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Returning to your primal state | The GoodLife Fitness Blog
The BIG five compound movements are squats, deadlifts, bench presses, barbell rows and overhead barbell presses.

* Why are compound movements important?
Compound movements are any exercise that engages two or more different joints, therefore impacting multiple muscles during the same exercise. They improve overall fitness by benefitting the key categories: cardiovascular health, strength and flexibility.

* More burn
Compound movements burn more calories than an isolation exercise. As you build more muscle, your basal metabolic rate (the rate at which you burn calories when at rest) goes up. While doing compound movements, your body expends about five calories of energy to consume one litre of oxygen. That means that an exercise involving more muscle tissue, such as compound movements, requires more oxygen and that helps burn more calories.

* Benefits of each compound movement
SQUAT
Squats activate the muscles all over the upper and lower body. They are a relatively easy movement to learn, but there are varieties and progressions that offer challenges on the way to mastering them.Physical benefits:
Enhance the mobility in the hips and ankles
Challenge your core stabilizers, posterior chain and lower leg
Correct muscle imbalances
Life benefits:
Ease movements such as bending down to lift boxes, working in the garden, trying on shoes at the mall or picking up after a dog during a walk
DEADLIFT
Deadlifts target lats, glutes, hamstrings and core stabilizers, but also work your entire body. They are a great exercise for stabilizing the posterior chain, which is the group of muscles through your whole back.Physical benefits:
Improve overall speed, power and athleticism
Help create a nice shape, especially the butt and legs
Life benefits:
Help when you're doing movements such as picking up heavy boxes or lifting kids
BENCH PRESS
Bench presses are the most effective exercise to gain upper-body strength and mass.Physical benefits:
Increase overall upper-body strength
Improve cardiovascular function
Life benefits:
Anything that requires pushing, whether that's pushing a stroller or a lawnmower or attempting power-sled exercises in the gym
BARBELL ROW
This is one of the key exercises that carries over to the other big lifts. If you do it well, you'll improve all the other compound movements.Physical benefits:
Strengthens the back
Reinforces proper hip function
Life benefits:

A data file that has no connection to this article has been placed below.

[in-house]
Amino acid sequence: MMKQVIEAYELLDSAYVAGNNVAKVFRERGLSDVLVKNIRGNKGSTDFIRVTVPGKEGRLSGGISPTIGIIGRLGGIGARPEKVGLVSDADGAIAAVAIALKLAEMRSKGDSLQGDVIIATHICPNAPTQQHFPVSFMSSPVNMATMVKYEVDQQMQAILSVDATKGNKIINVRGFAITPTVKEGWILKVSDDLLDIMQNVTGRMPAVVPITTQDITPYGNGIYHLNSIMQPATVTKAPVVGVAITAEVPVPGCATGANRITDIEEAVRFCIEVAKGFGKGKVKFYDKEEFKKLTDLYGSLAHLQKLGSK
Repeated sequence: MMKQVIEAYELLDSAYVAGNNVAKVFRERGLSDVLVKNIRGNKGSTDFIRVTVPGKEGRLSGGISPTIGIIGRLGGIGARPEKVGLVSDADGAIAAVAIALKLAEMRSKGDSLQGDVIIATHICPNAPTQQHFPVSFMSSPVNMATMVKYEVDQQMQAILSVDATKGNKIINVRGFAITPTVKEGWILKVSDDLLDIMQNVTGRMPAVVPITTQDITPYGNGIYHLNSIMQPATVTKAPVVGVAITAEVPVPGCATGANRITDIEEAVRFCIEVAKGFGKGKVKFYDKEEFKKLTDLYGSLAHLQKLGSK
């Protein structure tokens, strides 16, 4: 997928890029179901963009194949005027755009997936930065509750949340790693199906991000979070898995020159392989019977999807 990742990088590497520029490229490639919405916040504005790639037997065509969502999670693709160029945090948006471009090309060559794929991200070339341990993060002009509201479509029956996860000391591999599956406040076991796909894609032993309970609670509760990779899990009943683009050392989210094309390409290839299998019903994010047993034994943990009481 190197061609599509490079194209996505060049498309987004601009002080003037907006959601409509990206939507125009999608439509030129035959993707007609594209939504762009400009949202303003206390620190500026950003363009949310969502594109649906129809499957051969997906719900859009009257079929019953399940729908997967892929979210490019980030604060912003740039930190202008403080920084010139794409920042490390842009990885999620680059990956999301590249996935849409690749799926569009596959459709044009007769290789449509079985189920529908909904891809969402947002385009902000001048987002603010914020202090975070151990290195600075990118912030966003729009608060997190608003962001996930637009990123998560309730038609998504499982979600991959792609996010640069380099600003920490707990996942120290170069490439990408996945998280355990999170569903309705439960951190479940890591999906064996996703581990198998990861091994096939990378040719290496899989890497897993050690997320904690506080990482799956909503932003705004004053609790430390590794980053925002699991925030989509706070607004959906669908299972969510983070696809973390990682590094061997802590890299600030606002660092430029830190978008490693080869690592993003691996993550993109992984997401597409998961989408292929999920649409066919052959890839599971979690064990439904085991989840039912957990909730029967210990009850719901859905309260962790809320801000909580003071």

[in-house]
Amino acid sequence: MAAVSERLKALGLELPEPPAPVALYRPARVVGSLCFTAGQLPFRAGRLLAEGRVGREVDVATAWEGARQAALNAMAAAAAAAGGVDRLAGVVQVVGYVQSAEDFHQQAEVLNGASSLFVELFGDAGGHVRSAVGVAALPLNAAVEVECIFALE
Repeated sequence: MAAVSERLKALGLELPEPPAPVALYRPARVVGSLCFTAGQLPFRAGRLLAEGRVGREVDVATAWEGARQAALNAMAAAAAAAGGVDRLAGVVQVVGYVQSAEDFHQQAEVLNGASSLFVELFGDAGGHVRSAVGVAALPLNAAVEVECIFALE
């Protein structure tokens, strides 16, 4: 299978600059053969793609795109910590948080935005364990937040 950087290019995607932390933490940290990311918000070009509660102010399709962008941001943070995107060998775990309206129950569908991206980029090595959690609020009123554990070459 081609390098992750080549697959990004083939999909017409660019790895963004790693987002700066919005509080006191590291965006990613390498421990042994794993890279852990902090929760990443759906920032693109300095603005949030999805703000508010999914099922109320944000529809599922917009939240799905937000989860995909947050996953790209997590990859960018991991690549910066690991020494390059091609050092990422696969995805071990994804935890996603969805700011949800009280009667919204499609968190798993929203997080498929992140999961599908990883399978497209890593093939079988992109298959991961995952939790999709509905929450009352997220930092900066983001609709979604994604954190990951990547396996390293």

Improves posture
Helps undo some of the damage of sitting every day
OVERHEAD BARBELL PRESS
While the overhead barbell press strengthens the upper body, particularly shoulder muscles, it also gives your stabilizers a workout as you maintain proper form.Physical benefits:
Strengthens the rotator cuff, which helps people who are internally rotated
Reduces the risk of shoulder injuries
Life benefits:
Eases the impact of constantly looking down at cellphones
Improves posture
You can start off with bodyweight, rather than weights..... air squat can still deliver a workout. You can also just use the bar without weights. .....Perfecting the movements helps ward off injury when you do load on some weight. Once you’re comfortable with the movements, put together a periodized plan (ask a GoodLife professional about a 5x5 program to get you started). You’ll soon see and feel the benefits of more strength, increased energy, better posture and higher fat burn.
chest  deadlifts  Goodlife  metabolic_rate  strength_training  squats  fitness  glutes  military_press  compound_movements  functional_strength  core_stability 
august 2019 by jerryking
Running Is the Worst Way to Get Fit - Tonic
Nick English

Nov 17 2016

Running is a crappy way to lose fat and an inferior way to boost cardiovascular health, but it's somehow become the most popular exercise on Earth after walking.....It's an incredibly inefficient way to build strength. And as we all know, a strong body is the number one way to prevent injuries, increase metabolism, burn fat, and stay mobile and functional in old age. Folks "do cardio" because they want to burn off their bellies. And running is a bad pick.